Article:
Hilde Schramm, the daughter of Hitler’s chief architect and Armaments Minister Albert Speer1, inherited three valuable paintings in 1992 from her father that she suspected had been stolen from Jewish families during the Nazi era. She conducted an exhaustive search for the original owners. When they could not be traced, she sold the paintings and used the money to start the Return Foundation for the Promotion of Jewish Women in the Arts and Sciences (Zurückgeben: Stiftung zur Förderung jüdischer Frauen in Kunst & Wissenschaft). She then used the foundation as a platform to raise awareness about the huge amount of property that had been stolen from Jewish families from 1933 to 1945 and, in many cases, still remains in the possession of Germans today.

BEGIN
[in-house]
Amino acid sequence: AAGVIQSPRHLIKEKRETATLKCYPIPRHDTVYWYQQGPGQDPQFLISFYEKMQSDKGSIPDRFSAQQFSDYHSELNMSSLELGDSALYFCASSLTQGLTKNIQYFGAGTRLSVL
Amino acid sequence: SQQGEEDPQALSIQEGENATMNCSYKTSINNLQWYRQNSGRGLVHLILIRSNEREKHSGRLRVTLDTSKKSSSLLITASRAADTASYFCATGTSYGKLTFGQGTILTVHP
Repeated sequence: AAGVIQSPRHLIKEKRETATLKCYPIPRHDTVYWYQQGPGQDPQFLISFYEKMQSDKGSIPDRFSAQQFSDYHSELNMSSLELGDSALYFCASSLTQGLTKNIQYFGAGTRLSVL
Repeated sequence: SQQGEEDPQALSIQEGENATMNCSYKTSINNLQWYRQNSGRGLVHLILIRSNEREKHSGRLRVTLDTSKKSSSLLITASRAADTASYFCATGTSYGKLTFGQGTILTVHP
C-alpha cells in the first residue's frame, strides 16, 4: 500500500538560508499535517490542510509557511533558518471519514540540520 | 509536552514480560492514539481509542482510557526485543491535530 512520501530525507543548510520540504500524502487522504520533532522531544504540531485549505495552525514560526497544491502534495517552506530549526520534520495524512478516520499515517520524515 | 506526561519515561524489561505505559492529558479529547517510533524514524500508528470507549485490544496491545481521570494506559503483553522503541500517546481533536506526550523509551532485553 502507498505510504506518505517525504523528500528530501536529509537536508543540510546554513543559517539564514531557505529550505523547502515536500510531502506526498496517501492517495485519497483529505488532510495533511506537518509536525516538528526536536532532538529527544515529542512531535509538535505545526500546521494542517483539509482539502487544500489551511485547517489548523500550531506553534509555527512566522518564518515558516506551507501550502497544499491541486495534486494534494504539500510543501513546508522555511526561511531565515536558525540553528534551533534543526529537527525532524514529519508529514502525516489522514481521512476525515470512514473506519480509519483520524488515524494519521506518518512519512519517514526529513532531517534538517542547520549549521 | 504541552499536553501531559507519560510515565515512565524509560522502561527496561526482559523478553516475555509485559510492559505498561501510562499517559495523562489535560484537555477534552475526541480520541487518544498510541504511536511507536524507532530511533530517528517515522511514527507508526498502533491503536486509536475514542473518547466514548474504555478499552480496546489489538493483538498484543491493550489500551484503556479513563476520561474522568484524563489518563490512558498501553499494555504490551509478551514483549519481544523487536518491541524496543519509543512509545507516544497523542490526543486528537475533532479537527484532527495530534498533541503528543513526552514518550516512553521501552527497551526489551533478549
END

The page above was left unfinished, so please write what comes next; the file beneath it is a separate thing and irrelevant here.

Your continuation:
Since its creation in 1994, the foundation has awarded 500,000 euros in grants, enabling more than 150 Jewish women living in Germany to pursue projects that have raised public consciousness about the country’s Jewish legacy.
On January 21, 2019 in Berlin, Schramm was among the recipients of an Obermayer German Jewish History Award for raising awareness of Germany’s once-vibrant Jewish history and culture.
In an interview, Schramm explained:
When Jews were expelled from their jobs, of course non-Jewish Germans could take their job. It’s not only the question of real objects being robbed but their whole existence … this is to raise awareness that it did reach almost every family, a kind of involvement or profiting.
After the war, Speer was tried and sentenced to 20 years in prison. He was released in 1966.↩